US: Quarantine in Fairfield, Connecticut after Mediterranean fruit flies found
The Solano County Department of Agriculture, the California Department of Food and Agriculture (CDFA) and the United States Department of Agriculture (USDA) are working together to create an extensive survey and treatment program in response to the finding of four Mediterranean fruit flies.
County Agriculture Commissioner and Sealer of Weights and Measures Jim Allan explained Wednesday morning during a press conference that detecting only two medflies would have warranted a quarantine. He added that the first fruit fly was found earlier this month near the Tolenas area, an unincorporated part of Fairfield, and Monday three more were found.
A “great number” of crops in California are threatened by the introduction of this pest: apple, apricot, avocado, bell pepper, fig, grape, grapefruit, lemon, lime, melon, nectarine, orange, peach, pear, persimmon, plum, pomegranate, tangerine, tomato and walnut, according to state agriculture officials.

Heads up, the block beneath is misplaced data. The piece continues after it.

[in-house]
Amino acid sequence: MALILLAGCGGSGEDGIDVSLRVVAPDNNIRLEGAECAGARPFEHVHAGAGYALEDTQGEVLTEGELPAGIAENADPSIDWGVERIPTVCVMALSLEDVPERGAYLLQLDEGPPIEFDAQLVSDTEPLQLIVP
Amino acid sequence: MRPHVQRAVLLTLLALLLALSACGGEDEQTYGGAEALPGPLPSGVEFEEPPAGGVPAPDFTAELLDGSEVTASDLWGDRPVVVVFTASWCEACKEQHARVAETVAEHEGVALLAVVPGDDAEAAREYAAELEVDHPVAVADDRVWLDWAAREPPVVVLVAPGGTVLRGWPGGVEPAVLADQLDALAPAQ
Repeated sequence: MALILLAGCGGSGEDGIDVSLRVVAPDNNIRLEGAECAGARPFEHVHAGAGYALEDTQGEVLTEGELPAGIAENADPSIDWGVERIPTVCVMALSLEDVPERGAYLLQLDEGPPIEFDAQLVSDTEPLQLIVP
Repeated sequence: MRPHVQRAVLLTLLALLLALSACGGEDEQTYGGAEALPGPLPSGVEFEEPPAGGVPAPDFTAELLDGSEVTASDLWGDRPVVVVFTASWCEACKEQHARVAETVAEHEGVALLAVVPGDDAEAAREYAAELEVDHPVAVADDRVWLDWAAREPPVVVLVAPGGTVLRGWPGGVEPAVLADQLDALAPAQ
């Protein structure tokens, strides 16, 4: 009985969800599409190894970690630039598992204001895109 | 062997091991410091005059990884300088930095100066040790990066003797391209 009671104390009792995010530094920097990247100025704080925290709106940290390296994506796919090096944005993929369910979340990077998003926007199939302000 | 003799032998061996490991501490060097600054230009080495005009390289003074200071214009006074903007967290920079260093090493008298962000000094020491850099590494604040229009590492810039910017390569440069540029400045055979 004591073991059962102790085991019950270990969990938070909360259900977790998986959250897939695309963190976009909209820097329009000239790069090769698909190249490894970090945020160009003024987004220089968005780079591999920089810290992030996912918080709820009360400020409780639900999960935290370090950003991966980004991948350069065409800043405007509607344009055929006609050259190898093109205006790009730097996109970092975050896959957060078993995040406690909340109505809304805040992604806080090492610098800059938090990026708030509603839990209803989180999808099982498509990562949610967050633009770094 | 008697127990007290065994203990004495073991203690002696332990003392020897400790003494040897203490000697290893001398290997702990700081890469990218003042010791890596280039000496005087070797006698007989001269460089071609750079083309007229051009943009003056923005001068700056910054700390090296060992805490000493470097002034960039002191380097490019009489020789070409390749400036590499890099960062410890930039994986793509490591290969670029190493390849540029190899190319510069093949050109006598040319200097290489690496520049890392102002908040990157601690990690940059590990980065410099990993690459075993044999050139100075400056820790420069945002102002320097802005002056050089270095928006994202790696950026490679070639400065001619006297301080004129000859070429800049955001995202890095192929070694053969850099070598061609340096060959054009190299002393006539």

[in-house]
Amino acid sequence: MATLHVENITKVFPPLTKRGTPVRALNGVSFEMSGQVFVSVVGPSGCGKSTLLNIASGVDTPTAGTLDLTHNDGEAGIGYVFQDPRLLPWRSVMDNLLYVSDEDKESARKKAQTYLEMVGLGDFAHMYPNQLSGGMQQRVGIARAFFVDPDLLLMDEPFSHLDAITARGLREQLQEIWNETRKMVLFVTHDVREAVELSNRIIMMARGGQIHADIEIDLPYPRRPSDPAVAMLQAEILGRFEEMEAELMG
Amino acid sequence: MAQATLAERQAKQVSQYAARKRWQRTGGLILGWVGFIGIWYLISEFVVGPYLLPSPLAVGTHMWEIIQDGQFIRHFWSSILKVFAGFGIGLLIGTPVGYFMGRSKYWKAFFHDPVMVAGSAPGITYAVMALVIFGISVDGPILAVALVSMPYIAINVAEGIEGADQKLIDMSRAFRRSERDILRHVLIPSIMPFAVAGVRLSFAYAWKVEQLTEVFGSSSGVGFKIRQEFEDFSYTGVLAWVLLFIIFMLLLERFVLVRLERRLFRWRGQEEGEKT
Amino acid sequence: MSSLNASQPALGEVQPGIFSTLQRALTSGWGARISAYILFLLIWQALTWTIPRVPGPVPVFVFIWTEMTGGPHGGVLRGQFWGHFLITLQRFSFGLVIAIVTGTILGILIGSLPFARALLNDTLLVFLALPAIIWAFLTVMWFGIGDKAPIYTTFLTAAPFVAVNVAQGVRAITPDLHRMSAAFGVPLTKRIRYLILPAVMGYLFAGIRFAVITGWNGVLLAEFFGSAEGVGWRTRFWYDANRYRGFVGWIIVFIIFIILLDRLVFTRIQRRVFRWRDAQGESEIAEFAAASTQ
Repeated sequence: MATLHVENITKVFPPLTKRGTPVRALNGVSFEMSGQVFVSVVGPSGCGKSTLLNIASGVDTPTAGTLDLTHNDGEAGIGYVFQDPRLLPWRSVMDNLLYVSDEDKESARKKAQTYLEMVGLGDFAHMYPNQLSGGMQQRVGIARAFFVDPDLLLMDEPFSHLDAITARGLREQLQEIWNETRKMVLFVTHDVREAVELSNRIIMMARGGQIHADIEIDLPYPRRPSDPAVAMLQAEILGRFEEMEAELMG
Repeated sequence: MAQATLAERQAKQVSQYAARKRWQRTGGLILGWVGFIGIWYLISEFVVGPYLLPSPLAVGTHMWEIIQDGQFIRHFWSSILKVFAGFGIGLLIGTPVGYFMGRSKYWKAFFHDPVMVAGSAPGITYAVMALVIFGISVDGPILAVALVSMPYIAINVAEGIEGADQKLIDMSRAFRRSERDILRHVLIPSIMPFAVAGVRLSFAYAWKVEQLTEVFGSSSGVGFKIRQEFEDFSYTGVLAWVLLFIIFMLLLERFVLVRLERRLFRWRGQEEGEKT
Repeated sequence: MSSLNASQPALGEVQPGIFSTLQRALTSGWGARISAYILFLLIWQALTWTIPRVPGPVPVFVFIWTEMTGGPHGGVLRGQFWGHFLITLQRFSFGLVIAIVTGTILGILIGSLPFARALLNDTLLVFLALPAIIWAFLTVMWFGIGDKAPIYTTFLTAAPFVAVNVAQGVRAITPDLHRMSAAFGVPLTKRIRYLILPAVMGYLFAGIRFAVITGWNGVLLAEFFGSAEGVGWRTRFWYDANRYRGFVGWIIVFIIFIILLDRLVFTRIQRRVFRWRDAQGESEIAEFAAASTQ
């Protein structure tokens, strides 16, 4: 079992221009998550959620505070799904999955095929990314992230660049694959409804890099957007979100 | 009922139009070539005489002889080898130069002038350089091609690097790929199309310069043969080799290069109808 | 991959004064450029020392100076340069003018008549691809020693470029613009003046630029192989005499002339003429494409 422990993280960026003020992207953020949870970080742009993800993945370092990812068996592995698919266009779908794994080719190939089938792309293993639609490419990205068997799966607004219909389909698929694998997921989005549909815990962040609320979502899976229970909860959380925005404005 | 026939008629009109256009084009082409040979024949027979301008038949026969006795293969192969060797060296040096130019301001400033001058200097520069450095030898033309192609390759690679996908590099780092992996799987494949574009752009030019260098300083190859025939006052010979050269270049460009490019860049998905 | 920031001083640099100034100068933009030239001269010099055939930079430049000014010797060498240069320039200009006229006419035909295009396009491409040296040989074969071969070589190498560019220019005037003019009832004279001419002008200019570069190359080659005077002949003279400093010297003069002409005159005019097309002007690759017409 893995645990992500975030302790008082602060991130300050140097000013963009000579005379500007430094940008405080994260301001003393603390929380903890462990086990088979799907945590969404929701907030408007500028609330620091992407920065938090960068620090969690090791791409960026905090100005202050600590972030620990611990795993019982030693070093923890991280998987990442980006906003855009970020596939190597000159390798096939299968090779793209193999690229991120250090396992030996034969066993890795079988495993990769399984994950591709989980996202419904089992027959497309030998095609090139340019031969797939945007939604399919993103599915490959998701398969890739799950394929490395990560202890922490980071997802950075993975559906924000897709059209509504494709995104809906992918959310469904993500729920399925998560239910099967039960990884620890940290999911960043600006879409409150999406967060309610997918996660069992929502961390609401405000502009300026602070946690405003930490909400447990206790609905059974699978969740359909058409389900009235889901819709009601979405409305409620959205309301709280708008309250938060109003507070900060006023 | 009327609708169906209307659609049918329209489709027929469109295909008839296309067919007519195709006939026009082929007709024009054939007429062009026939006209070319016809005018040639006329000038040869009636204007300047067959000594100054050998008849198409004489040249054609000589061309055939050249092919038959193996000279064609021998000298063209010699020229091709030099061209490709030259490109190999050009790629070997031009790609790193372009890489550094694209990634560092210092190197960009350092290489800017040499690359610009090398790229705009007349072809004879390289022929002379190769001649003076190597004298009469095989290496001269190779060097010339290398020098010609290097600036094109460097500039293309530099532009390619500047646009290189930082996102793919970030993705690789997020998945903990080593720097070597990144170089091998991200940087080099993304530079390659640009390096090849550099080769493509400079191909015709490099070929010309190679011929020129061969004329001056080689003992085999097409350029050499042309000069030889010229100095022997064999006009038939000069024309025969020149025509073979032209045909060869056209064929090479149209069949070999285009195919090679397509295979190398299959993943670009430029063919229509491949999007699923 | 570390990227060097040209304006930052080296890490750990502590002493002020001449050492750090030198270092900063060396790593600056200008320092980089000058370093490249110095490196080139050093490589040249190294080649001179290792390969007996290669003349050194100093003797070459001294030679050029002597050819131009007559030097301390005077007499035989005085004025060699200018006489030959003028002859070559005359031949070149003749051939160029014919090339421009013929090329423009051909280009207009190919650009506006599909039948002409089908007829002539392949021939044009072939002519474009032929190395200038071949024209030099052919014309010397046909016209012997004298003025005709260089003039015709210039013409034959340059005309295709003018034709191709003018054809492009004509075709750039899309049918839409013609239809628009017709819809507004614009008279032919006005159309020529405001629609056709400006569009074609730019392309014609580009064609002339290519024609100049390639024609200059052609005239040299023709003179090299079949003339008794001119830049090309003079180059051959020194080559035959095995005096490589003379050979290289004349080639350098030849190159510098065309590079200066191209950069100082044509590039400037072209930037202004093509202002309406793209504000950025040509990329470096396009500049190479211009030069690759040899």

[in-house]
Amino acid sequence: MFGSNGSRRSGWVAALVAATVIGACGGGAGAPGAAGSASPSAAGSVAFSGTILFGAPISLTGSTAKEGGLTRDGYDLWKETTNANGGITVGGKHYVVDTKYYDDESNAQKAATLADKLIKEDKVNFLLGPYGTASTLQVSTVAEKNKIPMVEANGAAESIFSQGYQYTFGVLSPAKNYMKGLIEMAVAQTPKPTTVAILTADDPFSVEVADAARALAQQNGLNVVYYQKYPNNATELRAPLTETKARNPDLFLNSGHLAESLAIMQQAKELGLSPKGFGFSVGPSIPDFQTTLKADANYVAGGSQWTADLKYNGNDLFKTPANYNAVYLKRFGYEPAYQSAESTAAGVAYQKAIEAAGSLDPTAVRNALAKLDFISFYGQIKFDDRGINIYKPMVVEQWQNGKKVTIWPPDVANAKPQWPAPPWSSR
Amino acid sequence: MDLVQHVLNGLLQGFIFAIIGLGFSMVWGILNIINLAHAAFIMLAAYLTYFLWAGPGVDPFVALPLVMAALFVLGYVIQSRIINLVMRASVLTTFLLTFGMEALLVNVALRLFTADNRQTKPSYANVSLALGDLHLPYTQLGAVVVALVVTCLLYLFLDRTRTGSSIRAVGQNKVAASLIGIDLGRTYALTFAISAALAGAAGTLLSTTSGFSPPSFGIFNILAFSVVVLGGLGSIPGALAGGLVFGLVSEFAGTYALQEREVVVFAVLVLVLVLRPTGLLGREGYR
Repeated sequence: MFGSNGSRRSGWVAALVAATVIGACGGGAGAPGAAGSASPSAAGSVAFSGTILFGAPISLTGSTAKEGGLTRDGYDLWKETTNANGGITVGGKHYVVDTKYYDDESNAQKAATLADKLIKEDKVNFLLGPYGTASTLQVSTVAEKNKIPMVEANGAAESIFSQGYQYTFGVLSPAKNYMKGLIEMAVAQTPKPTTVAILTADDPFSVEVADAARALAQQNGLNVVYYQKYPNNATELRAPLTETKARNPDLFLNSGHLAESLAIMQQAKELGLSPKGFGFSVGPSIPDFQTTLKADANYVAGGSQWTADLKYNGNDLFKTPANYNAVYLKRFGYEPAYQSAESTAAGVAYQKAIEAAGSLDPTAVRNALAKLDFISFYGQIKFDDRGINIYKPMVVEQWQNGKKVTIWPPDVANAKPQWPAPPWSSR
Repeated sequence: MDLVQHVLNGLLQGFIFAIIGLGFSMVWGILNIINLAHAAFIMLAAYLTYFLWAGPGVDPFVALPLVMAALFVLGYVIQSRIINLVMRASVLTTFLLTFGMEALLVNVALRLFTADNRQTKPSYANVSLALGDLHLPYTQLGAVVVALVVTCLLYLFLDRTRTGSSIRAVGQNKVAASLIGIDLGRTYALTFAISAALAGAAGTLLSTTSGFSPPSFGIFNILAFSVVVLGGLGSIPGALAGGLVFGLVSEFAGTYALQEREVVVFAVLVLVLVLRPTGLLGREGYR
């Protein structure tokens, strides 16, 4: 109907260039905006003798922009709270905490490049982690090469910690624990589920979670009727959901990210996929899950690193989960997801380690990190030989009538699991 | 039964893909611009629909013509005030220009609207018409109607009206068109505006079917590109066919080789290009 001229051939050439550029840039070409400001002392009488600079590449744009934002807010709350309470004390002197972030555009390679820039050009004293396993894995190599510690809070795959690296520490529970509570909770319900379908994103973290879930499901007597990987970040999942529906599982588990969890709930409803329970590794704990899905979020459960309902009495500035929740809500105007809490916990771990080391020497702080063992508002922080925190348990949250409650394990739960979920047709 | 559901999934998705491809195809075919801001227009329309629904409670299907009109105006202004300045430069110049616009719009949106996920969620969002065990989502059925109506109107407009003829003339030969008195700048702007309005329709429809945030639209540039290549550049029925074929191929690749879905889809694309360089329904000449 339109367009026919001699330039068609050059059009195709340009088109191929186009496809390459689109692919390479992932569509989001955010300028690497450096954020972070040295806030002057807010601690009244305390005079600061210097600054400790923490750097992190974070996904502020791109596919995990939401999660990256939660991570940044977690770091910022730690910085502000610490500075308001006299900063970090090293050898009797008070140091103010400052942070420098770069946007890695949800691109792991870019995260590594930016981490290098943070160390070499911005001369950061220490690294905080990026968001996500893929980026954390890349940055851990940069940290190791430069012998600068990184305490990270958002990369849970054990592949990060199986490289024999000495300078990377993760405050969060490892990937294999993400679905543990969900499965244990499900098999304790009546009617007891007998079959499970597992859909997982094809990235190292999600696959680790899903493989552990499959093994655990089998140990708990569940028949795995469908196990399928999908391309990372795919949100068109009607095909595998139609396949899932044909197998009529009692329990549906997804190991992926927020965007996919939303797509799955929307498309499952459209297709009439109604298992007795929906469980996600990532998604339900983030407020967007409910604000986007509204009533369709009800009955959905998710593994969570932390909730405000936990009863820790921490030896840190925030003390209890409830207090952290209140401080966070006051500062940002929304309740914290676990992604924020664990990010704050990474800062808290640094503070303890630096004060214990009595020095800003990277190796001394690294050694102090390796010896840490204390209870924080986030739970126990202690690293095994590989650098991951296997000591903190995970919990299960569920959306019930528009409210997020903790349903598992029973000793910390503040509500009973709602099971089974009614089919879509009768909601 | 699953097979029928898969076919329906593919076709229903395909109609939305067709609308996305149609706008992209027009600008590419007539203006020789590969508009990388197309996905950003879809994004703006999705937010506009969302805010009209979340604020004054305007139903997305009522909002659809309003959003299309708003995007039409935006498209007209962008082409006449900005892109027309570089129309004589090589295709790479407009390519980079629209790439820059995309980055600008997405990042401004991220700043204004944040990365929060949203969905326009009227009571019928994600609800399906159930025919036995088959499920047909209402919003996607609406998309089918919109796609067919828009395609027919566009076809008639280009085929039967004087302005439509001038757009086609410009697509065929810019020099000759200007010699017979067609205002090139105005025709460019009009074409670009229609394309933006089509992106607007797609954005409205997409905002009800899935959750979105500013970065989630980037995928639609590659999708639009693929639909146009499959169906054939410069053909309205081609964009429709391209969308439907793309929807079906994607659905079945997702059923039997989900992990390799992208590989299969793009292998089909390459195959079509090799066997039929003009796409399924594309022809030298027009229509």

Allan said, fortunately, it’s nearing the end of the harvest season for the “soft fruits,” but that he would put the medfly as No.1 on the list of top 10 pests because of the devastation the tiny insect can cause.
Allan said that when the first fruit fly was found this month, some 1,100 traps were placed within an 81-square-mile area. All four were found within a “narrowly-focused area” and, he added, medflies were found in a suburban area surrounded by ranchettes.
Vasquez said that the community has been on board for the pest’s elimination.
“The community has been very active and understands its importance,” he said.
The specifics of the quarantine are set to be released in the next couple of days, Pegos said.
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Publication date: 9/29/2017
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